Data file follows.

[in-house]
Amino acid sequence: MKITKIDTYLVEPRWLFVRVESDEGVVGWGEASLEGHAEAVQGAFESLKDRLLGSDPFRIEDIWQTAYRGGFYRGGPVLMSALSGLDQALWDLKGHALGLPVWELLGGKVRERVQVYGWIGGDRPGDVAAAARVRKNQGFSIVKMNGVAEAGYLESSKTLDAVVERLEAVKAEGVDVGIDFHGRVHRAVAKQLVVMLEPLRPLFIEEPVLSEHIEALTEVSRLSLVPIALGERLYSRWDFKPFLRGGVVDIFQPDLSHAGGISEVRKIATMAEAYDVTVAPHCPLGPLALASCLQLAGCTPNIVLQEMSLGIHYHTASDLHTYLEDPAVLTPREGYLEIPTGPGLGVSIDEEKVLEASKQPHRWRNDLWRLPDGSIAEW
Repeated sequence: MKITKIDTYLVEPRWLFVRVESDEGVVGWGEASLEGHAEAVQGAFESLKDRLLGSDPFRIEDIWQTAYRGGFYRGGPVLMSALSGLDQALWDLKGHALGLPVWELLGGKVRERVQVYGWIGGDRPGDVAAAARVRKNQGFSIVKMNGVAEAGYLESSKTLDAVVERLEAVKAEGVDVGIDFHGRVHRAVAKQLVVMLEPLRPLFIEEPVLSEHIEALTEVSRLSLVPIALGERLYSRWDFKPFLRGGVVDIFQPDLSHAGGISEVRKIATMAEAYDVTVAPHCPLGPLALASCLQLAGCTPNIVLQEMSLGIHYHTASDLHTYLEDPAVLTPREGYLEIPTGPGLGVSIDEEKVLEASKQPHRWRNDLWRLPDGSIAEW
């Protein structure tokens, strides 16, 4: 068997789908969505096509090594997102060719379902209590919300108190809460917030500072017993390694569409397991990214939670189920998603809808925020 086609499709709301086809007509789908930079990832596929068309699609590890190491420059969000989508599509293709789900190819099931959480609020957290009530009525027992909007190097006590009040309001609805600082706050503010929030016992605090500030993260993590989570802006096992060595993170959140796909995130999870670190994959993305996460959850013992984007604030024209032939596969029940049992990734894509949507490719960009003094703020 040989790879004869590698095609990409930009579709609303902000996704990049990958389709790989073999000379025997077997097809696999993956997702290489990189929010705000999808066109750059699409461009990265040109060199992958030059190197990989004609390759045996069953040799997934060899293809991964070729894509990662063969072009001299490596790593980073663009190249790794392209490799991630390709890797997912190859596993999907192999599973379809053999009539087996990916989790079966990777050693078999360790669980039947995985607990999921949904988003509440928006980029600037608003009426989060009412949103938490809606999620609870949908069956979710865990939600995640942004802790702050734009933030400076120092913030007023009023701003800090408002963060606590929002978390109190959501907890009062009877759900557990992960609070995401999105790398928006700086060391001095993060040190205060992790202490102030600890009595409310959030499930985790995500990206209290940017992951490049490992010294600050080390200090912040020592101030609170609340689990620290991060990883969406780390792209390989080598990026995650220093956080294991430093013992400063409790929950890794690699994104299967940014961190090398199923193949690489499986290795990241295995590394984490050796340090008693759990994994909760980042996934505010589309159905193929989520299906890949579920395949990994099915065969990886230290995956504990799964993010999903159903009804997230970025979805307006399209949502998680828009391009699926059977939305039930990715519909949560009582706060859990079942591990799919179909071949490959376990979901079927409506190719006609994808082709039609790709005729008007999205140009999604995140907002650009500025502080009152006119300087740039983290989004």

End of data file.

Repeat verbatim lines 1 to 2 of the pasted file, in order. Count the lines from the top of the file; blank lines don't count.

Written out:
[in-house]
Amino acid sequence: MKITKIDTYLVEPRWLFVRVESDEGVVGWGEASLEGHAEAVQGAFESLKDRLLGSDPFRIEDIWQTAYRGGFYRGGPVLMSALSGLDQALWDLKGHALGLPVWELLGGKVRERVQVYGWIGGDRPGDVAAAARVRKNQGFSIVKMNGVAEAGYLESSKTLDAVVERLEAVKAEGVDVGIDFHGRVHRAVAKQLVVMLEPLRPLFIEEPVLSEHIEALTEVSRLSLVPIALGERLYSRWDFKPFLRGGVVDIFQPDLSHAGGISEVRKIATMAEAYDVTVAPHCPLGPLALASCLQLAGCTPNIVLQEMSLGIHYHTASDLHTYLEDPAVLTPREGYLEIPTGPGLGVSIDEEKVLEASKQPHRWRNDLWRLPDGSIAEW